October 21, 2019

Guided by the Spirit

In the Acts of the Apostles, we hear how the apostles laid hands on those who had been baptized in order that they might receive the Holy Spirit. In the Gospel, Jesus reminds his followers that the Paraclete—the Spirit of truth—will be with them always. This gift of the Spirit has also been given to us—and continues to be showered upon us as a gift from the Father.

Yet, as Jesus notes, the world cannot accept the Spirit of truth. Why–because the world prefers to live in darkness. Did you ever notice how people are gullible, looking for a quick fix to a problem or trying to make a fast buck?  In today’s society, many people want instant gratification. Why work for something if you can get it quickly and cheaply? The Spirit reminds us that things take time. The truth is we can’t always have it our way. Sometimes we need to wait. The Spirit of truth reminds us that God is with us especially when everyone else is against us. Therefore, we need to continually try to find God’s presence in everyone we meet and in every experience we have.

When we are confronted with some confusion or some difficulty, we should ask ourselves, “Is this the work of the Spirit? What is God trying to tell us through this experience?”  If we are attuned to God’s presence in our own lives, the Spirit will help us to make the correct decision. Moreover, when we encounter trials and tribulations and we suffer for them, our suffering is not in vain because we are suffering in Christ. The challenge facing each of us is to always keep before us the “reason for our hope.”  That is, we live in society as a Christian because we have the hope that somehow we are making a difference in Christ. The Spirit keeps us grounded in this truth. When we are tempted to “go to the dark side” because it is more attractive, the Holy Spirit calls us back to our roots as Christians. When we are tempted toward despair, the Spirit of truth reminds us that Christ died for our sins that we might have hope in the resurrection. When we are angry because people are ignoring our gifts and talents or passing us over for promotion, the Paraclete gently guides us to remember that God is with us and all that really matters is that God loves us.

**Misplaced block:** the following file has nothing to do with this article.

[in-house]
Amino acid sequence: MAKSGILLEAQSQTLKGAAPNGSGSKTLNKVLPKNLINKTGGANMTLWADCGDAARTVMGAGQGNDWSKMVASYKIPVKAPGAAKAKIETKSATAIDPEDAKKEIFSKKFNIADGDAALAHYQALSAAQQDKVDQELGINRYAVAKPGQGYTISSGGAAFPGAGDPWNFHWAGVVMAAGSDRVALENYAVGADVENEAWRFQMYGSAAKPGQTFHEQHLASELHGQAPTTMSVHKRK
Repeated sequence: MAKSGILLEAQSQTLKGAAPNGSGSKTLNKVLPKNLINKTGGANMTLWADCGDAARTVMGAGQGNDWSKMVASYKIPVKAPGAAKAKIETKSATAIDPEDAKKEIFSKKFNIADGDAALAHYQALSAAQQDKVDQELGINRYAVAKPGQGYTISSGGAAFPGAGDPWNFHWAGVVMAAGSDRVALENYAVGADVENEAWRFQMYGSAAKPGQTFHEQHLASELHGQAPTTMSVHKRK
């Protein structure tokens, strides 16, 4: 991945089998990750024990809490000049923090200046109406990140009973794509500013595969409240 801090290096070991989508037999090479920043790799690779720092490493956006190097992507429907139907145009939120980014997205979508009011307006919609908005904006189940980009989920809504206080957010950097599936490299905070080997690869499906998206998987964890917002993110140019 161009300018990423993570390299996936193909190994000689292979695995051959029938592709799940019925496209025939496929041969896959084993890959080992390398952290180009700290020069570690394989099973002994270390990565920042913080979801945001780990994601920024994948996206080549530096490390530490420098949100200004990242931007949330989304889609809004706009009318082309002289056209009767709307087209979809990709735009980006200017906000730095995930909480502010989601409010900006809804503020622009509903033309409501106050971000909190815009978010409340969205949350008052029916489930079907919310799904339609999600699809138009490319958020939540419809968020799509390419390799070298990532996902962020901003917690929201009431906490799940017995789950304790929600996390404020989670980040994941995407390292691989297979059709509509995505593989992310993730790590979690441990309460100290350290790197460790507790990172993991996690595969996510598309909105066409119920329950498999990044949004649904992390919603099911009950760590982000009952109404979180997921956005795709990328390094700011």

Each Memorial Day, we gather to pray for our loved ones who have died, especially those who died in service to our country. In our prayer for Memorial Day, may we also remember those who have no one to remember them: the unknown soldiers, the homeless, the forgotten, the abandoned, the abused, and the poor souls in purgatory. In calling to mind our loved ones, ask God to be merciful to those who are in most need of our prayers and have no one in particular to pray for them.

Print Friendly, PDF & Email
Written by
Msgr John Kasza

REVEREND MONSIGNOR JOHN KASZA was ordained a priest for the Archdiocese of Detroit in 1993. He holds a B.A. in History from Wayne State University, Detroit and an Master of Divinity from Sacred Heart Major Seminary. He earned his doctorate in Sacramental Theology from the Pontifical Athenaeum Sant’Anselmo in Rome in 1999. Msgr. Kasza has served as an assistant professor of sacramental theology, liturgy and homiletics at Sacred Heart Major Seminary and has also taught at the Liturgical Institute at St. Mary of the Lake University in Mundelein, Illinois. He most recently served as Secretary to both Adam Cardinal Maida and Archbishop Allen Vigneron and was Vice Chancellor of the Archdiocese of Detroit. In July of 2009, Msgr. Kasza became the Academic Dean at SS. Cyril and Methodius Seminary in Orchard Lake, Michigan. Monsignor is currently pastor of St. James the Greater parish in Novi, Michigan and has authored several articles. His book, Understanding Sacramental Healing: Anointing and Viaticum, is available through Amazon.

View all articles
Written by Msgr John Kasza
Click to access the login or register cheese